Kameron Johnson: A Tribute to the Arkansas Bus Crash Victim

Kameron Johnson


Kameron Johnson was identified as the child who lost his life in an Arkansas bus crash Monday morning that left over 45 others injured. Johnson, known as “Kam Kam” to his friends and family, was identified by the Saline County Coroner on Monday afternoon.

Johnson played for the Memphis Wolfpack football team with the Orange Mound Youth Association, according to local news channel Fox16. He was tragically the only person who lost their life in the crash, though several other children are still hospitalized.

Johnson was a third grade student at Aspire Coleman Elementary School. Here’s what you need to know:

Johnson Was Described as ‘Full of Life, Energy, and Potential’ by the Aspire Superintendent

Child killed, dozens hurt in Arkansas charter bus crashOne child was killed and 45 people were hurt when a charter bus ran off an interstate near Little Rock, Arkansas. The bus was carrying a youth football team home from a championship game. CBS News correspondent Omar Villafranca reports. Subscribe to the "CBS Evening News" Channel HERE: http://bit.ly/1S7Dhik Watch Full Episodes of the "CBS Evening News" HERE: http://cbsn.ws/23XekKA Watch the latest installment of "On the Road," only on the "CBS Evening News," HERE: http://cbsn.ws/23XwqMH Follow "CBS Evening News" on Instagram: http://bit.ly/1T8icTO Like "CBS Evening News" on Facebook HERE: http://on.fb.me/1KxYobb Follow the "CBS Evening News" on Twitter HERE: http://bit.ly/1O3dTTe Follow the "CBS Evening News" on Google+ HERE: http://bit.ly/1Qs0aam Get your news on the go! Download CBS News mobile apps HERE: http://cbsn.ws/1Xb1WC8 Get new episodes of shows you love across devices the next day, stream local news live, and watch full seasons of CBS fan favorites anytime, anywhere with CBS All Access. Try it free! http://bit.ly/1OQA29B — The "CBS Evening News" premiered as a half-hour broadcast on Sept. 2, 1963. Check local listings for CBS Evening News broadcast times.2018-12-03T23:58:06.000Z

In a public statement on Monday, Supt. Dr. Nickalous Manning said of Johnson, “[He was] just full of life. Full of energy. Full of potential. It’s hard to put into words what the future had for him. He’s definitely a young person who is near and dear to our hearts.”

Manning continued, “And when we talk to teammates here you saw it on their face. You saw it on their face about what that young person meant to them, the impact that he had on the school community, the teachers and students and adults here. It’s gonna be a loss that’s gonna be hard to heal from.”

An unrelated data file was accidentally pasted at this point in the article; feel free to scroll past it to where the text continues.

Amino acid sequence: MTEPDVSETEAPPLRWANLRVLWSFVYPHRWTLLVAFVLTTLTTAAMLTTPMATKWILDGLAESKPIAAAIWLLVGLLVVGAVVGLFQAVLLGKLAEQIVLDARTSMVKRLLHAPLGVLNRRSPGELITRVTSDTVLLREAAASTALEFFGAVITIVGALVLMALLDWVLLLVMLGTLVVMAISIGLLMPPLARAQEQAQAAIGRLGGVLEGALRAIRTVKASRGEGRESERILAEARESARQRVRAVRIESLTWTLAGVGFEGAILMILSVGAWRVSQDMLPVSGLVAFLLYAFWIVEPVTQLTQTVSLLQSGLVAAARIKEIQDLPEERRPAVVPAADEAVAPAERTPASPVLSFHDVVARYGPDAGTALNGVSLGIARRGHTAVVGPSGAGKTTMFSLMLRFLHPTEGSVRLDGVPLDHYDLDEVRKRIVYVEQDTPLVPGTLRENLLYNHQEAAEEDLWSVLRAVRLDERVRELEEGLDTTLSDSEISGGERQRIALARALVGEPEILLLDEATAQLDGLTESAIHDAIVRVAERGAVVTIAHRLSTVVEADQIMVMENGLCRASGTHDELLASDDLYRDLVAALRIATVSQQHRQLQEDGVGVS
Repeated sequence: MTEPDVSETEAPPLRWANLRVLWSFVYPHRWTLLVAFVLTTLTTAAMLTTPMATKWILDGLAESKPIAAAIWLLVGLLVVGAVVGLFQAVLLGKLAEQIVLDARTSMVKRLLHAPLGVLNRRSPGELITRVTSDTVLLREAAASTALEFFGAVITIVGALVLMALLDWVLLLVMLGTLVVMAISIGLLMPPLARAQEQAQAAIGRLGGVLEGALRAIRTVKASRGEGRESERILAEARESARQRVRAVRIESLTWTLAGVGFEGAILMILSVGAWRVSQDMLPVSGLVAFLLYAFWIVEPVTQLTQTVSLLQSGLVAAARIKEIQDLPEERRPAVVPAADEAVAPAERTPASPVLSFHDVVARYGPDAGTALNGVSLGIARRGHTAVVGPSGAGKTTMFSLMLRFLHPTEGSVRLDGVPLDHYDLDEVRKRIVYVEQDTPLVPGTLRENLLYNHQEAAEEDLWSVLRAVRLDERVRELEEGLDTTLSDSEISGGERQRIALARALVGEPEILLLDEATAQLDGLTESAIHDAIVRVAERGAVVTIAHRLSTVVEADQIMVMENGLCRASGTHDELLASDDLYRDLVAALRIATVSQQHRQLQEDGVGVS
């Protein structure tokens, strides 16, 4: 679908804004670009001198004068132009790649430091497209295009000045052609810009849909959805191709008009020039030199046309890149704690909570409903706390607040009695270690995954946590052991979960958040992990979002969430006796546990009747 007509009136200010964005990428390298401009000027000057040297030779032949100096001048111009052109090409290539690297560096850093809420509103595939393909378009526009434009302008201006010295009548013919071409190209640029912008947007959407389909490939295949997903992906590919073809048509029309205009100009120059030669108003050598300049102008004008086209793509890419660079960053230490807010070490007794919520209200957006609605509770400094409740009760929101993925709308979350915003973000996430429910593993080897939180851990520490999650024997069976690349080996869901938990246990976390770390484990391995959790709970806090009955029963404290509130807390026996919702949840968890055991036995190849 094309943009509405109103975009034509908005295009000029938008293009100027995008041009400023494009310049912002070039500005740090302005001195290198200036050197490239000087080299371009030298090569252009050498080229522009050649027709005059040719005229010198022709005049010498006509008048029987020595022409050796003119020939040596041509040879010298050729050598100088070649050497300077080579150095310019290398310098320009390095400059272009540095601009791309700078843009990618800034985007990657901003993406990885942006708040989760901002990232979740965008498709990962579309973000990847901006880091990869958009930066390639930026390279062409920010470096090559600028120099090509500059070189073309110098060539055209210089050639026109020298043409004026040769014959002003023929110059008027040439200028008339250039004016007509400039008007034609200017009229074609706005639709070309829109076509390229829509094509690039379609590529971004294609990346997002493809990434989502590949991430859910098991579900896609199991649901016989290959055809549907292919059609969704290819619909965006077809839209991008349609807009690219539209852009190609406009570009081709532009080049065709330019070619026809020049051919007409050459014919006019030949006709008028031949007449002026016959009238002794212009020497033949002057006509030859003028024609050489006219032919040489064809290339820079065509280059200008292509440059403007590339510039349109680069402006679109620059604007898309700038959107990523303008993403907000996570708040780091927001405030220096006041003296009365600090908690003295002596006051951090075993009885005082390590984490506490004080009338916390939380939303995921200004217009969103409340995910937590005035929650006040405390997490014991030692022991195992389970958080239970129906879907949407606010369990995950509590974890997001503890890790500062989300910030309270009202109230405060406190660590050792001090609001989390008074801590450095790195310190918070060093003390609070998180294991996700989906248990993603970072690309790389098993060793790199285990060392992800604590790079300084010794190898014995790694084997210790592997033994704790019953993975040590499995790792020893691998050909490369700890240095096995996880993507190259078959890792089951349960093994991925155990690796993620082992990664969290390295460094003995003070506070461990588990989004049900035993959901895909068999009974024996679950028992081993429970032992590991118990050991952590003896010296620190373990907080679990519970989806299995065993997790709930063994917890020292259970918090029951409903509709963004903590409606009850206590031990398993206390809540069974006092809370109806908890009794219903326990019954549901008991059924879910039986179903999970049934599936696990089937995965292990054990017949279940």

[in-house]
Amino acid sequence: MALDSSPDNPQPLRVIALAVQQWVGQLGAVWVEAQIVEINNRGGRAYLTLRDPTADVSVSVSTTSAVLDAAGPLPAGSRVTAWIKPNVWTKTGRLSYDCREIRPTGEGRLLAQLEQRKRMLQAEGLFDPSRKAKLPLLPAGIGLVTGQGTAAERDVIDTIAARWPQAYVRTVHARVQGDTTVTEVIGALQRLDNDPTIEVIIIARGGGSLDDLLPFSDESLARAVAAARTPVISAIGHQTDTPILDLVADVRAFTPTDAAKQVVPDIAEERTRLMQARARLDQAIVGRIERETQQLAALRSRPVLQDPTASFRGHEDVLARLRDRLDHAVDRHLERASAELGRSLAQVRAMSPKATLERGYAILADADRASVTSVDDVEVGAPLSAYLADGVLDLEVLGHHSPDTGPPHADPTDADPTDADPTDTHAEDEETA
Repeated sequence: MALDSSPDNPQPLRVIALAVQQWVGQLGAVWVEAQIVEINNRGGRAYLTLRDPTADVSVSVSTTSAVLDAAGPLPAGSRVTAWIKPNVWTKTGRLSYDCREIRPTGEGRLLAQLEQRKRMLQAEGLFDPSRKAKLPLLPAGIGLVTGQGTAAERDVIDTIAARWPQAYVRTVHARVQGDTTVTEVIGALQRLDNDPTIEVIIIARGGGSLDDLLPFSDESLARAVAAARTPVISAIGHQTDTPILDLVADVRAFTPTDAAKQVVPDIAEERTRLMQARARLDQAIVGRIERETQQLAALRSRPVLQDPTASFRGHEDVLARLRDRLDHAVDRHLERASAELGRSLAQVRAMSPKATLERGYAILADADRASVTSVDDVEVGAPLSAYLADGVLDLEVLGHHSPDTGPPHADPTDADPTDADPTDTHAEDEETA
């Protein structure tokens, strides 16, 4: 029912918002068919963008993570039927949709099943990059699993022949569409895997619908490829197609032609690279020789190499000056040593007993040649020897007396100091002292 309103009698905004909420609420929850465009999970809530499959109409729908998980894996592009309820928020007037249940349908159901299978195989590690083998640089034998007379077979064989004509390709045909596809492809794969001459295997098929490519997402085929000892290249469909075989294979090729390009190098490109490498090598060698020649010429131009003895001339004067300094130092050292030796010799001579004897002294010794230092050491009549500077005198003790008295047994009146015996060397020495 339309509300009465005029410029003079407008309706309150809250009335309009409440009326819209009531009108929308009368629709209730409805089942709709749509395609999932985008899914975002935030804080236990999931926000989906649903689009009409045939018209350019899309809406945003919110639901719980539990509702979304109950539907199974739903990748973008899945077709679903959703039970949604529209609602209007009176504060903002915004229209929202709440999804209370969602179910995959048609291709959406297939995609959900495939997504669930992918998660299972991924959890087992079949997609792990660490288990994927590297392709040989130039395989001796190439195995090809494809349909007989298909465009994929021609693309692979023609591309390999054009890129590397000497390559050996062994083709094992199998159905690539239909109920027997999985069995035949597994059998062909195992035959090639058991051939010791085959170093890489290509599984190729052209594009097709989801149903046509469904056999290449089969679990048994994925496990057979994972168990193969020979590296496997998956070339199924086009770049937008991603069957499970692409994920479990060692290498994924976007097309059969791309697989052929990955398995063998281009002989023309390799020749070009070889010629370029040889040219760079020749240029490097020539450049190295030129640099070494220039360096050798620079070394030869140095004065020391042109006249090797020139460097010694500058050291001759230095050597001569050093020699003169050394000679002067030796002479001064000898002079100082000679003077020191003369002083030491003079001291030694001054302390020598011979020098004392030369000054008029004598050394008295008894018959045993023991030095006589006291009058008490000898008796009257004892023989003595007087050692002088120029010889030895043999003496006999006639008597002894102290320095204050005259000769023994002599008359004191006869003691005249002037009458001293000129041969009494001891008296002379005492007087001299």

Manning also described the moment he had to tell students and staff about what had happened. He said, “You just saw heartache. You saw our hearts broken. You saw tears. You saw hugs. You saw. I’m gonna tell you what else you saw when we’re talking about adults. We heard adults rallying around each other.”

SchoolSeed Has Established a Fund People Can Donate to For Johnson’s Funeral Expenses

SchoolSeed, a crowdfunding platform that “assists school faculty and students [to] achieve their philanthropic goals,” has set up a fundraiser on behalf of Johnson’s family to cover funeral expenses.

So far, 14 donors have raised $670 towards the goal of $5,000. It’s unclear when Johnson’s funeral will be, and if the service will be public, as of yet. Johnson’s specific cause of death will be determined by the medical examiner.

Three of Johnson’s Classmates Were Also Injured; Four Patients in Total Were Still in the Hospital as of Monday Afternoon

Chief Operating Officer Chanda Chacón of the Arkansas Children’s Hospital in Little Rock confirmed on Monday afternoon that 26 children between the ages of eight and 13 years of age had been treated in the emergency room from the crash. Of those 26, four of the children were admitted to the hospital for further care of their injuries. Those four children have since been confirmed to be in stable condition with expectations of full recoveries, though two emergency surgeries did have to be performed earlier in the day.

Chacon further confirmed that the majority of the injuries were fractures and lacerations. Surgeon-in-chief Dr. Todd Maxson said in a subsequent statement that there were no particularly unusual injuries; rather, it was the sheer volume of patients that was unique.

He said, “The injuries have ranged really from injuries to the skull and brain to lots of lacerations, lots of broken bones, lots of contusions. We saw the whole gambit of that today.”

“Nothing they saw today was surprising,” Maxson added. “The magnitude was higher.”

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